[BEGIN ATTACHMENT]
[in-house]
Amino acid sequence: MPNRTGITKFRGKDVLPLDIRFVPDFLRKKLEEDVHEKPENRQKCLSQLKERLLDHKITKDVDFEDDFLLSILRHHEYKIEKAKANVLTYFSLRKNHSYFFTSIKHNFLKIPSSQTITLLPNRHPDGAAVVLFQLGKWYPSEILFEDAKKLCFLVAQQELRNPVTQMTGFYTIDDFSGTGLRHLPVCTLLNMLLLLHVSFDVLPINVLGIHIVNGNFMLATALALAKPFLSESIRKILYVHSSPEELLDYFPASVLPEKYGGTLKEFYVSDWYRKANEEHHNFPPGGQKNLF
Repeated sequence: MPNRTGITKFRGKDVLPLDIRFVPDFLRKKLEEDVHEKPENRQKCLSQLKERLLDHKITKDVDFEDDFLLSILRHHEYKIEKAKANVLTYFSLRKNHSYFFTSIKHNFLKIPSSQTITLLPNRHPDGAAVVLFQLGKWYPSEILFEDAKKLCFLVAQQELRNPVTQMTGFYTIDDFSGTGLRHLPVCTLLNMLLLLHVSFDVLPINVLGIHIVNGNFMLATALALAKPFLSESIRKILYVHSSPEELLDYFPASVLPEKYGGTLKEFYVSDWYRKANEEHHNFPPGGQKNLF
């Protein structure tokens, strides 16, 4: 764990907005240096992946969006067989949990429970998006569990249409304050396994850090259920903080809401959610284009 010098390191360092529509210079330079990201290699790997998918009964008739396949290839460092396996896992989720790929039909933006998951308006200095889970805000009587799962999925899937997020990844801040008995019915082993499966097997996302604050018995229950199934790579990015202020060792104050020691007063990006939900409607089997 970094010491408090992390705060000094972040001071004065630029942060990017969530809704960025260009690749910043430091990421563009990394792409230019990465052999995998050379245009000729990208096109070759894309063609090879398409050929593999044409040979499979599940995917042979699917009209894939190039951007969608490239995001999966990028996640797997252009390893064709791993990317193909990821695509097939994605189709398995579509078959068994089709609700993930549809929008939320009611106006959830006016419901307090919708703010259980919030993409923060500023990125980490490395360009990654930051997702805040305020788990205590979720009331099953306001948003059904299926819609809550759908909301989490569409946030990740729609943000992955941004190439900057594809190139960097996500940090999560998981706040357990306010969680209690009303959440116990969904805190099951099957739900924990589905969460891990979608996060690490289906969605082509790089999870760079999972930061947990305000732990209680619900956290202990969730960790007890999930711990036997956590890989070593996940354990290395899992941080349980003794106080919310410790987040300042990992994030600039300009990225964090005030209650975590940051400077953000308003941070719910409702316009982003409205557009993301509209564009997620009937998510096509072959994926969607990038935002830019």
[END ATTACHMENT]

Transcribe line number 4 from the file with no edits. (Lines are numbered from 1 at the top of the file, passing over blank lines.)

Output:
């Protein structure tokens, strides 16, 4: 764990907005240096992946969006067989949990429970998006569990249409304050396994850090259920903080809401959610284009 010098390191360092529509210079330079990201290699790997998918009964008739396949290839460092396996896992989720790929039909933006998951308006200095889970805000009587799962999925899937997020990844801040008995019915082993499966097997996302604050018995229950199934790579990015202020060792104050020691007063990006939900409607089997 970094010491408090992390705060000094972040001071004065630029942060990017969530809704960025260009690749910043430091990421563009990394792409230019990465052999995998050379245009000729990208096109070759894309063609090879398409050929593999044409040979499979599940995917042979699917009209894939190039951007969608490239995001999966990028996640797997252009390893064709791993990317193909990821695509097939994605189709398995579509078959068994089709609700993930549809929008939320009611106006959830006016419901307090919708703010259980919030993409923060500023990125980490490395360009990654930051997702805040305020788990205590979720009331099953306001948003059904299926819609809550759908909301989490569409946030990740729609943000992955941004190439900057594809190139960097996500940090999560998981706040357990306010969680209690009303959440116990969904805190099951099957739900924990589905969460891990979608996060690490289906969605082509790089999870760079999972930061947990305000732990209680619900956290202990969730960790007890999930711990036997956590890989070593996940354990290395899992941080349980003794106080919310410790987040300042990992994030600039300009990225964090005030209650975590940051400077953000308003941070719910409702316009982003409205557009993301509209564009997620009937998510096509072959994926969607990038935002830019």